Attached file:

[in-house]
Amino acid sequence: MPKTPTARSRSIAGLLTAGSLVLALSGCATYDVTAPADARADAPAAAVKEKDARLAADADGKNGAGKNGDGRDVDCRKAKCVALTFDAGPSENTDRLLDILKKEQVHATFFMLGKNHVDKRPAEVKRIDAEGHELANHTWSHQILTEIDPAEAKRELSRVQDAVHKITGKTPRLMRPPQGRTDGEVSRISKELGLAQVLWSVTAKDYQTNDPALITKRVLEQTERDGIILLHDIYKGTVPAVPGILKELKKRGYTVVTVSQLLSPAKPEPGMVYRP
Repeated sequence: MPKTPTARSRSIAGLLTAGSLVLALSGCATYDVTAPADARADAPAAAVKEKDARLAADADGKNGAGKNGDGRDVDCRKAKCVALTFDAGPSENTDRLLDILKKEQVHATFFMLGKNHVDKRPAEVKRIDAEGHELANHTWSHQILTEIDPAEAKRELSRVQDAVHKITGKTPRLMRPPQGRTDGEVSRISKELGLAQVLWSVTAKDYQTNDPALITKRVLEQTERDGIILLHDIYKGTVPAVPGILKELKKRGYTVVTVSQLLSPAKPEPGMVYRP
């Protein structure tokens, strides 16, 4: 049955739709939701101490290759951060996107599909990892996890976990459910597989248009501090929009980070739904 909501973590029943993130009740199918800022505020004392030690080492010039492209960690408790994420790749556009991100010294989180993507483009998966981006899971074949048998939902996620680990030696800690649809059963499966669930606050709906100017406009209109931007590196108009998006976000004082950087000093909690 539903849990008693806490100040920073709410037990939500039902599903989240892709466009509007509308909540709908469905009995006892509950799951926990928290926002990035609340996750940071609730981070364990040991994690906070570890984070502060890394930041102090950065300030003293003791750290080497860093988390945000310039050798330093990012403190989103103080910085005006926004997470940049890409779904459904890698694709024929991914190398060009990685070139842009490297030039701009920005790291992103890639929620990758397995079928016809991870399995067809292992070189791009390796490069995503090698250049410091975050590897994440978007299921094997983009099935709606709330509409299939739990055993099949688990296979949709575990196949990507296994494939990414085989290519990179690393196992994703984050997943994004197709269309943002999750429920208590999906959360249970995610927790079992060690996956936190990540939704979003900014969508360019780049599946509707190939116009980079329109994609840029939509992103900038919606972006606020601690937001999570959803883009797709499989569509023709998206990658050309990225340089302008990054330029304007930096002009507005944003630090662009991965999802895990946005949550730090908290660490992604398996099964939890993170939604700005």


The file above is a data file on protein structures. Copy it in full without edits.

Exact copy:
[in-house]
Amino acid sequence: MPKTPTARSRSIAGLLTAGSLVLALSGCATYDVTAPADARADAPAAAVKEKDARLAADADGKNGAGKNGDGRDVDCRKAKCVALTFDAGPSENTDRLLDILKKEQVHATFFMLGKNHVDKRPAEVKRIDAEGHELANHTWSHQILTEIDPAEAKRELSRVQDAVHKITGKTPRLMRPPQGRTDGEVSRISKELGLAQVLWSVTAKDYQTNDPALITKRVLEQTERDGIILLHDIYKGTVPAVPGILKELKKRGYTVVTVSQLLSPAKPEPGMVYRP
Repeated sequence: MPKTPTARSRSIAGLLTAGSLVLALSGCATYDVTAPADARADAPAAAVKEKDARLAADADGKNGAGKNGDGRDVDCRKAKCVALTFDAGPSENTDRLLDILKKEQVHATFFMLGKNHVDKRPAEVKRIDAEGHELANHTWSHQILTEIDPAEAKRELSRVQDAVHKITGKTPRLMRPPQGRTDGEVSRISKELGLAQVLWSVTAKDYQTNDPALITKRVLEQTERDGIILLHDIYKGTVPAVPGILKELKKRGYTVVTVSQLLSPAKPEPGMVYRP
């Protein structure tokens, strides 16, 4: 049955739709939701101490290759951060996107599909990892996890976990459910597989248009501090929009980070739904 909501973590029943993130009740199918800022505020004392030690080492010039492209960690408790994420790749556009991100010294989180993507483009998966981006899971074949048998939902996620680990030696800690649809059963499966669930606050709906100017406009209109931007590196108009998006976000004082950087000093909690 539903849990008693806490100040920073709410037990939500039902599903989240892709466009509007509308909540709908469905009995006892509950799951926990928290926002990035609340996750940071609730981070364990040991994690906070570890984070502060890394930041102090950065300030003293003791750290080497860093988390945000310039050798330093990012403190989103103080910085005006926004997470940049890409779904459904890698694709024929991914190398060009990685070139842009490297030039701009920005790291992103890639929620990758397995079928016809991870399995067809292992070189791009390796490069995503090698250049410091975050590897994440978007299921094997983009099935709606709330509409299939739990055993099949688990296979949709575990196949990507296994494939990414085989290519990179690393196992994703984050997943994004197709269309943002999750429920208590999906959360249970995610927790079992060690996956936190990540939704979003900014969508360019780049599946509707190939116009980079329109994609840029939509992103900038919606972006606020601690937001999570959803883009797709499989569509023709998206990658050309990225340089302008990054330029304007930096002009507005944003630090662009991965999802895990946005949550730090908290660490992604398996099964939890993170939604700005």